We decided to jump together and ride the river until we could meet, but it was not a well-thought out plan for such a dangerous feat. A waterfall awaited, high and mighty the fall, with its base as a village of rocks that stood sharply tall. We did not have the chance to hold each other or call the other’s name. We saw panic in one another’s eyes, but even the sight of each other in turbulent waters we could not accurately aim. To die together would not have been a full loss, but I lived on while my love got buried beneath a cross.

Handed to the Frost

November 30th, 2010 by Sharkchild

I was once quite warm wrapped in blankets and scarves. I had a beanie on my head and mittens on my hands. There was even a fire in my thoughts of coziness and home—a place where I dwelled, comfortable even amongst the most torrential of storms. The Frost could not catch me no matter how hard it tried; I was just too well bundled, soft, and dry. I would laugh at the Frost because laughing was warmth and if something was warmth, then it was for me to perform.

But one day I awoke to nakedness unknown; some thief while I slept had come stolen things sewn. I had lost my blankets, scarves, mittens, and beanie. There was nothing on me but the grip of my enemy. That Frost held me and caressed me and toyed with my flesh. I could not escape it, not even with what I thought was warm breath. I had never felt such discomfort in all of my life. I thought surely that I would die, but the Frost upon me knew more than I. I kept on living and living and living in cold. Another day would end while a new one began.

That place in my thoughts once filled with flames was now a cemetery, stone frozen and cracked. While inward I died, outward I lived. I rasped with a cough because that is the sound that Frost made me make. I just stood without reason; I stood in the cold. In the cold I grew old, and the more old, the more cold.

The Wriggle from Within

February 17th, 2010 by Sharkchild

The Wriggle from Within came quite suddenly in my mind. It poked through thoughts and memories and dreams with curious longings and ambivalent probing. I felt it there as pressure in my head—a headache but worse—a migraine, but still worse. I liked it, that wriggle from within that came quite suddenly in my mind. I liked it not because it was there or that it was not; I just liked knowing that it was what it was.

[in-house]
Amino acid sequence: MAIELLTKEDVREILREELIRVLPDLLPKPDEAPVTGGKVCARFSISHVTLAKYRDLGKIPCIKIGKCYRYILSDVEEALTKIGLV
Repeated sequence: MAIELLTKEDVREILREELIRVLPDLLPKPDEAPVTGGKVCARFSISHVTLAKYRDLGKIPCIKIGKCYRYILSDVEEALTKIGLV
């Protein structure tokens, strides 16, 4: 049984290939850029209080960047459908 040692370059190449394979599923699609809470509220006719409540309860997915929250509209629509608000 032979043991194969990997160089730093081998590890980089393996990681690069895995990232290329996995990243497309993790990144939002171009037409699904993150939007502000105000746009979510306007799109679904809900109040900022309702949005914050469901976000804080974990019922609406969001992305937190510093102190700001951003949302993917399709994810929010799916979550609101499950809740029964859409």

As fast as the Wriggle from Within would come, it would leave. I had no control over its whereabouts, or comings, or goings. I knew little about it other than that it wriggled from within. When it came, I wished it would leave. And when it was gone, I wished it would come.

It toyed with me—that thing that wriggled, that thing from within. It was what I wanted and hated, and what I loved and loathed. Oh, how I wished to tear at my head, to rip it in two and find inside what might have been mine or might have been lost in membranes of time.

On my deathbed I sang to the blue of the sky and the brown of the earth to hold inside my death the Wriggle from Within. But Death told me sternly that I could not bring with me such a nuisance of discord. It would move on, Death said, to new lands and new things. I defied those words and held on tight, but when the light came to take me, I could not go. So I stayed with the Wriggle from Within long into the deep, dark night.